By Ed Stannard
New Haven Register, Conn.
WWR Article Summary (tl;dr) Brett Kavanaugh’s nomination split the law school community as soon as he was nominated July 9, when the school issued a press release in which faculty praised the judge.
A new controversy related to Supreme Court nominee Brett Kavanaugh rose up at Yale Law School Friday, with signs in the school’s courtyard calling the school a “model of complicity” in the accusations that Kavanaugh may have assaulted a woman when they were in high school.
A story in The Guardian newspaper of London on Thursday claimed that law professors Amy Chua and Jed Rubenfeld, who are married, would advise female students applying for clerkships with Kavanaugh to have a “certain look” during their interviews.
It went on to say that Chua would tell students it was “‘not an accident’ that Kavanaugh’s female law clerks all ‘looked like models.'”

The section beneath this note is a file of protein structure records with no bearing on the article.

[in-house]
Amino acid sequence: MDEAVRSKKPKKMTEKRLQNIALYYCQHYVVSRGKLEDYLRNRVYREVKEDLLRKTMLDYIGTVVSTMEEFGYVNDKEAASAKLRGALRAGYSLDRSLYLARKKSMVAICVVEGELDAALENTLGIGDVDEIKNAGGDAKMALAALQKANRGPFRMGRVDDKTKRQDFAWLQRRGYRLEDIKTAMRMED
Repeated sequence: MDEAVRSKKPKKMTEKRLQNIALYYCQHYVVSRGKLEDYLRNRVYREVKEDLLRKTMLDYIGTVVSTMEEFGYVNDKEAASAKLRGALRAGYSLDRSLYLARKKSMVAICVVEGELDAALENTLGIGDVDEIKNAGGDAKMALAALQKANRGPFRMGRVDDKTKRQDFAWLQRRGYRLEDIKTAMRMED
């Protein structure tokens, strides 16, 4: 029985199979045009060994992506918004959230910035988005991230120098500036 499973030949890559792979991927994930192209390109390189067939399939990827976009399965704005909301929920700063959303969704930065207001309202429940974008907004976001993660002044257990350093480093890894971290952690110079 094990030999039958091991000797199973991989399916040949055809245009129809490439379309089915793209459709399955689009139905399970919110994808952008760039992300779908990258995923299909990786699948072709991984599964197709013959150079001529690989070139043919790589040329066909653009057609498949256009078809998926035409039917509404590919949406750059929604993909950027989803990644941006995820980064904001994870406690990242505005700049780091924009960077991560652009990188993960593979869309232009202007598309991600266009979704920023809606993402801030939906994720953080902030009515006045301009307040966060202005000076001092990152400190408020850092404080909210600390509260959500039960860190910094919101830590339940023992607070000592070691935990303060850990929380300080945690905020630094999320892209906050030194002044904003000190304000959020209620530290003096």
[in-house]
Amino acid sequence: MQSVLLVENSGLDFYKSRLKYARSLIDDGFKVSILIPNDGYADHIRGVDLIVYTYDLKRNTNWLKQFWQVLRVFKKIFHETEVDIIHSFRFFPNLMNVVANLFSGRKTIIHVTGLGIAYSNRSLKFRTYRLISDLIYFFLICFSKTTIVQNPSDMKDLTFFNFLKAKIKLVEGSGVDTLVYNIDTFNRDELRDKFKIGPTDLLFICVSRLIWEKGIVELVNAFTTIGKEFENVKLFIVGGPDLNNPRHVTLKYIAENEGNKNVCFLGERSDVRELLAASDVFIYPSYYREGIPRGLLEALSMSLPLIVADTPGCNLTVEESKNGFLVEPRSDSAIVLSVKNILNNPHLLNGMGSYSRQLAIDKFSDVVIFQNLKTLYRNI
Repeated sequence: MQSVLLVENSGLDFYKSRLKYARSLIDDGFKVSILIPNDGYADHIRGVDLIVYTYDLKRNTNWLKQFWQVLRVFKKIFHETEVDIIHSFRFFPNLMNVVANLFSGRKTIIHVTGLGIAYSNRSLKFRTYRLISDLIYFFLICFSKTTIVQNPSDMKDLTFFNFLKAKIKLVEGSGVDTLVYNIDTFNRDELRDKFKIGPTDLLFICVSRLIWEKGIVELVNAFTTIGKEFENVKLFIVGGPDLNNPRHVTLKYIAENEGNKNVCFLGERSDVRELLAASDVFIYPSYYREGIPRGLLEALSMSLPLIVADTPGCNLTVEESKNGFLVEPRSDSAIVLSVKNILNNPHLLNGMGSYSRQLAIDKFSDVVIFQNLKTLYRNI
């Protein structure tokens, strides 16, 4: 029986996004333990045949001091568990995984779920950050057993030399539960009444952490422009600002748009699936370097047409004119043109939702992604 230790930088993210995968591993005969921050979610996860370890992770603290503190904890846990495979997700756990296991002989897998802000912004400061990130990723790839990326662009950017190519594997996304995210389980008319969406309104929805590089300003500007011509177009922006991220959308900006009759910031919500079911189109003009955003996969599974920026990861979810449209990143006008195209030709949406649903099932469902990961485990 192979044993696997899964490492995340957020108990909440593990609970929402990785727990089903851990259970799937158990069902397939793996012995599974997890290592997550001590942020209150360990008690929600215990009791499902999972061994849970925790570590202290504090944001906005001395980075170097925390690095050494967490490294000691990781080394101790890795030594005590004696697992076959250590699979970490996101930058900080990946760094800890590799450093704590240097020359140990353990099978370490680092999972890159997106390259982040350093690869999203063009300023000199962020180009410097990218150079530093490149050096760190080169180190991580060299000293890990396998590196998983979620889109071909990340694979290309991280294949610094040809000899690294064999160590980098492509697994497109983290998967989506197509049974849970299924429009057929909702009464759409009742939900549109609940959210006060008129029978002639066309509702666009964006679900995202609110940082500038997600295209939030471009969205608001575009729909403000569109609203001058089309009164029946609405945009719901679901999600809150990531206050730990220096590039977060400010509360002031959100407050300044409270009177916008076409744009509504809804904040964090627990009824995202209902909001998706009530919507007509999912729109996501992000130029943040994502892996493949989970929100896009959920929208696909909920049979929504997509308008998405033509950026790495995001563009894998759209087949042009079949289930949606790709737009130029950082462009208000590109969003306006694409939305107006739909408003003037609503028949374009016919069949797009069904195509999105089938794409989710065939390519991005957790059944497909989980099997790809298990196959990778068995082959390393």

Kavanaugh, 53, a federal appeals judge for the District of Columbia Circuit, graduated from Yale in 1987 and received his Yale law degree in 1990. He has been accused of sexually assaulting Christine Blasey Ford, now a professor at Palo Alto University, when they were in high school.
A sign posted next to Kavanaugh’s portrait in the law school says, “We believe Dr. Christine Blasey Ford #MeToo.”
Another quotes professor Ahkil Reed Amar as saying that nominating Kavanaugh “is the one most sane, most sober, most classy thing that the administration has done.”
Chua, who gained national notoriety in 2011 with her book, “Battle Hymn of the Tiger Mother,” advocating a super-strict parenting style, fell ill shortly after the fall semester began and reportedly was hospitalized. She has been known as a mentor for potential Kavanaugh law clerks and one of her two daughters is set to clerk for him if he is not confirmed as a Supreme Court justice.